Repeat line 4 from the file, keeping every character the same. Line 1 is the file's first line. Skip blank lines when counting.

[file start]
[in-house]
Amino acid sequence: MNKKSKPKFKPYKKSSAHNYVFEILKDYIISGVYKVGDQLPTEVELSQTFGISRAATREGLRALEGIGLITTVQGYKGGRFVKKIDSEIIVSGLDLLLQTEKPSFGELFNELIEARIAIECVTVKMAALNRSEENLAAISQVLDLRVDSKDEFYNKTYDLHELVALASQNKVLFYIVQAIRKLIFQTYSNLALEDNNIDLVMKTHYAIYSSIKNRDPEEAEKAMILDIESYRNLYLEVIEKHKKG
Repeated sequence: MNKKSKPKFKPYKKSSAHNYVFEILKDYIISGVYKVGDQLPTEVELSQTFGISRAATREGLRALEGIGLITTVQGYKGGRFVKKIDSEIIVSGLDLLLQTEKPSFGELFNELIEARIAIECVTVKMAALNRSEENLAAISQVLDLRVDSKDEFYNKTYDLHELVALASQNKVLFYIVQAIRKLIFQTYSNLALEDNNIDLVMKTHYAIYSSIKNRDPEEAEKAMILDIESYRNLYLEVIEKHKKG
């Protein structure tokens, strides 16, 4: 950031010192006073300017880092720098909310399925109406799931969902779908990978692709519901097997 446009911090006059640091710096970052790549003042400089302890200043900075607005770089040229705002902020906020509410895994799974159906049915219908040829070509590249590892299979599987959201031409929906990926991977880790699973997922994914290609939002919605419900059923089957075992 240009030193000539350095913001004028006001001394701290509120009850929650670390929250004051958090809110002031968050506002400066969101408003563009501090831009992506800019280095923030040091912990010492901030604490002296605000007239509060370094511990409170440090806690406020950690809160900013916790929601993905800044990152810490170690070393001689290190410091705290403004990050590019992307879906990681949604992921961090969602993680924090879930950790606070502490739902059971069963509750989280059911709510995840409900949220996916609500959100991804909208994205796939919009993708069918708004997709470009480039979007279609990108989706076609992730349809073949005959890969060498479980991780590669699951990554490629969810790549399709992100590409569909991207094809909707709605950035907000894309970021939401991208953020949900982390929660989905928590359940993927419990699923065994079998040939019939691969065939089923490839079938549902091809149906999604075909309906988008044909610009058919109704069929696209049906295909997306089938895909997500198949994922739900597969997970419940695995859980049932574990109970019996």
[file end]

């Protein structure tokens, strides 16, 4: 950031010192006073300017880092720098909310399925109406799931969902779908990978692709519901097997 446009911090006059640091710096970052790549003042400089302890200043900075607005770089040229705002902020906020509410895994799974159906049915219908040829070509590249590892299979599987959201031409929906990926991977880790699973997922994914290609939002919605419900059923089957075992 240009030193000539350095913001004028006001001394701290509120009850929650670390929250004051958090809110002031968050506002400066969101408003563009501090831009992506800019280095923030040091912990010492901030604490002296605000007239509060370094511990409170440090806690406020950690809160900013916790929601993905800044990152810490170690070393001689290190410091705290403004990050590019992307879906990681949604992921961090969602993680924090879930950790606070502490739902059971069963509750989280059911709510995840409900949220996916609500959100991804909208994205796939919009993708069918708004997709470009480039979007279609990108989706076609992730349809073949005959890969060498479980991780590669699951990554490629969810790549399709992100590409569909991207094809909707709605950035907000894309970021939401991208953020949900982390929660989905928590359940993927419990699923065994079998040939019939691969065939089923490839079938549902091809149906999604075909309906988008044909610009058919109704069929696209049906295909997306089938895909997500198949994922739900597969997970419940695995859980049932574990109970019996």